The publication of the ASME B5.64 standard ‘Methods for the Performance Evaluation of Single Axis Linear Positioning Systems’ recently is seen as a significant step in the redefinition of measurement of precision in motion systems. The ASME standard suggests that when it comes to defining the precision of ultra-precise single axis linear motion systems companies should move away from conventional planar methodologies, and towards 6D point precision specifications.
Bill Hennessey, President of ALIO picks up the story, “When analyzing motion control solutions that provide sub-micron and nanometer-level accuracy, ALIO has contended for a number of years that a new language is necessary, and new standards are required to indicate the real levels of precision that different motion control solutions can achieve.
All motion systems operate in 3-dimensional space and have errors in 6 degrees of freedom (6-DOF). However, motion systems are often only characterized by performance data of a single or subset of these 6-DOF. This practice leaves several error sources unaccounted for in performance data and specifications. ALIO has contended for a considerable amount of time that repeatability performance for metrology inspection and manufacturing systems must be analyzed and specified using a ‘point repeatability’ method that accounts for 6D spatial errors in order to provide true representation of nanometer-precision performance. The recent publication of ASME B5.64 shows that standards agencies also see the value behind this methodology.
Historically, specifying repeatability as a single number representing the variation in linear displacement along an axis of travel, i.e. plane repeatability was valid as the repeatability specifications were large enough that other error factors were only a small percentage of the total error and could be ignored. However, this test method makes a critical assumption, namely that the plane only moves in one dimension and the axis is perfectly straight. At the nanometer-level, this assumption is not realistic.
The new ASME standard recognises that in nanometer-level precision systems, ‘other’ errors that were previously ignored in less accurate systems often become equal to or greater contributors to the 6D repeatability performance. At the nanometer-level, the axis of travel should actually be shown as bending and twisting through three-dimensional space and thus plane visualization becomes meaningless as it will tip, tilt, and twist as the stage moves along the axis. The stage moves in 6D space, therefore neglecting these additional error sources can result in a misrepresentation of actual stage repeatability performance.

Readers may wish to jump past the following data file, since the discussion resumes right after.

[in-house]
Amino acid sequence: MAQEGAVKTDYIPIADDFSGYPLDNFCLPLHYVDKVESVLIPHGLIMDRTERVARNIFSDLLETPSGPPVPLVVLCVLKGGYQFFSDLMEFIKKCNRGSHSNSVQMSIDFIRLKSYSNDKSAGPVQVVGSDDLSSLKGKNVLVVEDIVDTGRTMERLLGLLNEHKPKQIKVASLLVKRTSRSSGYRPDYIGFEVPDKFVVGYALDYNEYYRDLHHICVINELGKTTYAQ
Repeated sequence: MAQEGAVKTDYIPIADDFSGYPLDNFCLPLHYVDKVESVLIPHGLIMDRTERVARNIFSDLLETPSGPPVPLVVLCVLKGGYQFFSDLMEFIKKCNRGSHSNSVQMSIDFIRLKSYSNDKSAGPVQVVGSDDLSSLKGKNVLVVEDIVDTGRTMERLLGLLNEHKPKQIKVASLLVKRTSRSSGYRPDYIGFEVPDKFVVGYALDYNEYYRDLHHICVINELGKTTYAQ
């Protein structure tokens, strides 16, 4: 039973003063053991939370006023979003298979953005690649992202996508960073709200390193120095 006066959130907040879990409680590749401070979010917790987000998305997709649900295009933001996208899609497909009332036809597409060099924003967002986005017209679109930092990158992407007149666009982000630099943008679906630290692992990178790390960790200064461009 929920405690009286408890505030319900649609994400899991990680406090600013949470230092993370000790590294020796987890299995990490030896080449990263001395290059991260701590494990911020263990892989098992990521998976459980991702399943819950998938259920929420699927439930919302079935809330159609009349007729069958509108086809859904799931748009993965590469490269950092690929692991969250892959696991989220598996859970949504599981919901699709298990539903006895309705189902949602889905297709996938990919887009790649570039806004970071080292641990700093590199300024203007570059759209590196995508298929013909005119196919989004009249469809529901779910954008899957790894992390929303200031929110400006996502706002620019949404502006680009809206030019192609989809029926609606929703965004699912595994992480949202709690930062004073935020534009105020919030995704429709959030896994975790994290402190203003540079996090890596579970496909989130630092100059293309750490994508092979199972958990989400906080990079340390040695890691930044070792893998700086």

Each linear (or angular) direction the stage moves (or rotates) in results in a positional error in that direction. That motion, which must not be neglected when nanometer-precision is desired, will have an associated repeatability of that error motion. Each point on a stage mounting surface will move in 3D space as of a result of this error motion in 6-DOF. It is the point repeatability of an infinite number of points attached to a stage that must be characterized by testing and specification data. Thus, each point repeatability will result in a spherical repeatability range.
Hennessey concludes, “ALIO applauds the new ASME standard officially published and made available a few days ago. In our view, this is a very important step towards True Nano Positioning, allowing customers the ability to choose the best motion system for their applications based on a common standard rather than believing misleading, single dimensional specifications that vary from supplier to supplier. Because ALIO has already been applying these newly published measurement procedures for over a decade, our customers find themselves in the lucky position of not having to worry about the true performance of their products. ALIO will continue to be at the forefront of innovation and progress in the precision positioning industry. The new standard methods for the performance evaluation of single-axis positioning systems can only be the beginning though. Today’s motion systems are more complex, usually consisting of not just one linear axis, but combining multiple axis to 2, 3, 4 or 6 or more degrees of freedom. ALIO is ready to drive these next steps with the ASME and all other contributors to the ASME B5.64 to further improve the transparency and creditability of the precision motion world.”
For more information: www.alioindustries.com